Breeding season of Epomophorus walhbergi in the lowveld of Swaziland

Monadjem, Ara, and Reside, April E. (2012) Breeding season of Epomophorus walhbergi in the lowveld of Swaziland. African Zoology, 47 (2). pp. 321-325.

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Wahlberg's epauletted fruit bat, Epomophorus wahlbergi, is a common and widespread fruit bat in the eastern parts of southern Africa, with a distribution extending from equatorial Africa through to southern South Africa (Volpers & Kumirai 1995; Monadjem et al. 2010). Yet despite its abundance, relatively little is known about its breeding biology, particularly at higher latitudes (Monadjem et al. 2010). For example, during extensive mammal surveys in the former Transvaal province of South Africa, Rautenbach (1982) did not collect a single pregnant or lactating female of this species. As breeding in bats is generally associated with peak food abundances (Okia 1974), clinal differences in the timing of parturition of bats has been recorded in species with distributions spanning widely across latitudes, including E. wahlbergi (Bernard & Cumming 1997). Close to the equator, this species has two birth periods in February–March and in October–December (Bergmans 1979; O'Shea & Vaughan 1980), or an extended period from October to January (Wickler & Sieber 1976; Bernard & Cumming 1997), similar to other congeneric species in this region (Okia 1974). Further south in Malawi and Zambia this species has been described as 'aseasonally polyoestrus' with births from September to March (Happold & Happold 1990). In southern Africa, this species has been described as 'seasonally polyoestrus' (Skinner & Chimimba 2005). Although Taylor (1998) reported that in the KwaZulu-Natal province of South Africa 'breeding occurs throughout the year with peaks in July and in the summer'. However, this statement was based on an unpublished dataset by C. Sapsford, and further details were not presented (Taylor 1998). In Zimbabwe, gravid females have been recorded in June and December (Smithers & Wilson 1979), suggesting an extended breeding season. By contrast, in Kruger National Park, South Africa, parturition has been recorded in November–December (Pienaar et al. 1980). This study aimed to elucidate the breeding season of E. wahlbergi in Swaziland based on the capture of 340 individuals netted over a 21-month survey in the northeast of the country. We hypothesized that females would give birth over an extended period of at least six months as in Malawi, Zambia and Zimbabwe (Smithers &Wilson 1979; Happold & Happold 1990), since we except the phenology of fruiting trees to be similar these two areas.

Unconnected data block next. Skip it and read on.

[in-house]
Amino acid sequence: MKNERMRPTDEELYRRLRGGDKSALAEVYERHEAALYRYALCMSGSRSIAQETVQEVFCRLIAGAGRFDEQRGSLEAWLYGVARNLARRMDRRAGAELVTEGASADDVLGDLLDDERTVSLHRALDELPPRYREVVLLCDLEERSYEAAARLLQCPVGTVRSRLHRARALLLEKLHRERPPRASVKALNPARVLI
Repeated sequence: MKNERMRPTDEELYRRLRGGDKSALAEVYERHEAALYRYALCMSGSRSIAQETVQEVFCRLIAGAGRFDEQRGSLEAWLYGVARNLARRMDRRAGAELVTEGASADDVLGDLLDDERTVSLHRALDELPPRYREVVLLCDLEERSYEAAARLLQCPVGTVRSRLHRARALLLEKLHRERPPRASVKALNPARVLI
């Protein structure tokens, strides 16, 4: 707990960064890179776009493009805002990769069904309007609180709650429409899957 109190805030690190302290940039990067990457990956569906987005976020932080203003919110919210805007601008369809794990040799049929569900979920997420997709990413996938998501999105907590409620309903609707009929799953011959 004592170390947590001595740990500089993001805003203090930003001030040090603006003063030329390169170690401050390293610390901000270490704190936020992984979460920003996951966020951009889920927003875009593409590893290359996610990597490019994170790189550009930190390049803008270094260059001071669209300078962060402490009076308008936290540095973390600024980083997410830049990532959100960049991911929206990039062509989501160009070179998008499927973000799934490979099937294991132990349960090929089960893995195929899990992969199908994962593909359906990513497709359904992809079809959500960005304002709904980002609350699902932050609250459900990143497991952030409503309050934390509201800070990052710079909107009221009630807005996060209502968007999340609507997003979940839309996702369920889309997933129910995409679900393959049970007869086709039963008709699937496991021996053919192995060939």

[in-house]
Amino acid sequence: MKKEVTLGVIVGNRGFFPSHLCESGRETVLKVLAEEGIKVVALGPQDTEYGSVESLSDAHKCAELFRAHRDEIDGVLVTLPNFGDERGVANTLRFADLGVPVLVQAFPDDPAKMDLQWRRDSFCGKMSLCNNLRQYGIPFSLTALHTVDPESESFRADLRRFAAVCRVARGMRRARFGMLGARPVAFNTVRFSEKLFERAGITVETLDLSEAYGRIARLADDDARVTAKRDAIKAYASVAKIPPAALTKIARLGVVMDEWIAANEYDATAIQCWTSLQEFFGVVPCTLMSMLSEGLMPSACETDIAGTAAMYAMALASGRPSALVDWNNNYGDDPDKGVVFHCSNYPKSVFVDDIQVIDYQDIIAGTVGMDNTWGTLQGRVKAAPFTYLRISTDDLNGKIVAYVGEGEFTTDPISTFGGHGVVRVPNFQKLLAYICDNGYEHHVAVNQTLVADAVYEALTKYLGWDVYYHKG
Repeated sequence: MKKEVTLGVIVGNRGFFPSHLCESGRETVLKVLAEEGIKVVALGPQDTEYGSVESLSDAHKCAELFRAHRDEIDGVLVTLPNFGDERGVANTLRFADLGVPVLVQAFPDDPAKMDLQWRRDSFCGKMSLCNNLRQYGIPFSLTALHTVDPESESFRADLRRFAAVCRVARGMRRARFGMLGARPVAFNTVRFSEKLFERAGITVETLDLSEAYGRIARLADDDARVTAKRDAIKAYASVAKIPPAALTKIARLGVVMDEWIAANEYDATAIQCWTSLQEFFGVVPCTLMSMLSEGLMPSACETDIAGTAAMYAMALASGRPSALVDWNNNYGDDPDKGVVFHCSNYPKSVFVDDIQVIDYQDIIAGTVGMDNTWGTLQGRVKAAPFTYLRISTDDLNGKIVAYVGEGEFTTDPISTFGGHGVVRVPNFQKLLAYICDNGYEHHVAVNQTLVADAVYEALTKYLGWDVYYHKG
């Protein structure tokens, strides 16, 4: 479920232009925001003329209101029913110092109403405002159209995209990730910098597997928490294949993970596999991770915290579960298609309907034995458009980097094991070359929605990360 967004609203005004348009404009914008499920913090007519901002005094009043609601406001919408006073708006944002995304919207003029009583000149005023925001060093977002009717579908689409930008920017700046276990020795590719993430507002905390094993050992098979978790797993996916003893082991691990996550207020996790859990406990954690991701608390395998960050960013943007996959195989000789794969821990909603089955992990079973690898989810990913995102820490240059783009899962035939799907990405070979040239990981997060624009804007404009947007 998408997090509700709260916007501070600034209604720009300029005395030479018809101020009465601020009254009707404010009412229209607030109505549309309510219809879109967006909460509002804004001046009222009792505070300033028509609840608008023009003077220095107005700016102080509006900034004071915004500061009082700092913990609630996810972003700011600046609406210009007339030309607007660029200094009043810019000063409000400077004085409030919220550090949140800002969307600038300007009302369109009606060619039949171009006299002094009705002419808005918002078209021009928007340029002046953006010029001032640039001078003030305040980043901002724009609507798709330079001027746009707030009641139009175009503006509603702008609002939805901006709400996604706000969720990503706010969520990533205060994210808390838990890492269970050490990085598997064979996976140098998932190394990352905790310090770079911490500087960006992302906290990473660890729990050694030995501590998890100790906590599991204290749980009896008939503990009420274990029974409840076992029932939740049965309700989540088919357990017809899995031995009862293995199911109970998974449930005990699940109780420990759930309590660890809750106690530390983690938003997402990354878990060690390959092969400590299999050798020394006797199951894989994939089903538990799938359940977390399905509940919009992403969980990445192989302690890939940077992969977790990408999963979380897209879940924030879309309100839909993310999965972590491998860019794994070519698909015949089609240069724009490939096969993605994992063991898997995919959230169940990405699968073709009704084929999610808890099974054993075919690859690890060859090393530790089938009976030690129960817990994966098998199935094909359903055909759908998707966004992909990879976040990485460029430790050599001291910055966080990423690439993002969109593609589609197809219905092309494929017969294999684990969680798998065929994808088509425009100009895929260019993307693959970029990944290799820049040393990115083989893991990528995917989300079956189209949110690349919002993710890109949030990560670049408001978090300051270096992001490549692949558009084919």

Item ID: 25386
Item Type: Article (Research - C1)
ISSN: 2224-073X
Keywords: Epomophorus wahlbergi, fruit bat, breeding, Swaziland
Date Deposited: 12 Mar 2013 04:25
FoR Codes: 06 BIOLOGICAL SCIENCES > 0602 Ecology > 060208 Terrestrial Ecology @ 100%
SEO Codes: 96 ENVIRONMENT > 9603 Climate and Climate Change > 960399 Climate and Climate Change not elsewhere classified @ 100%
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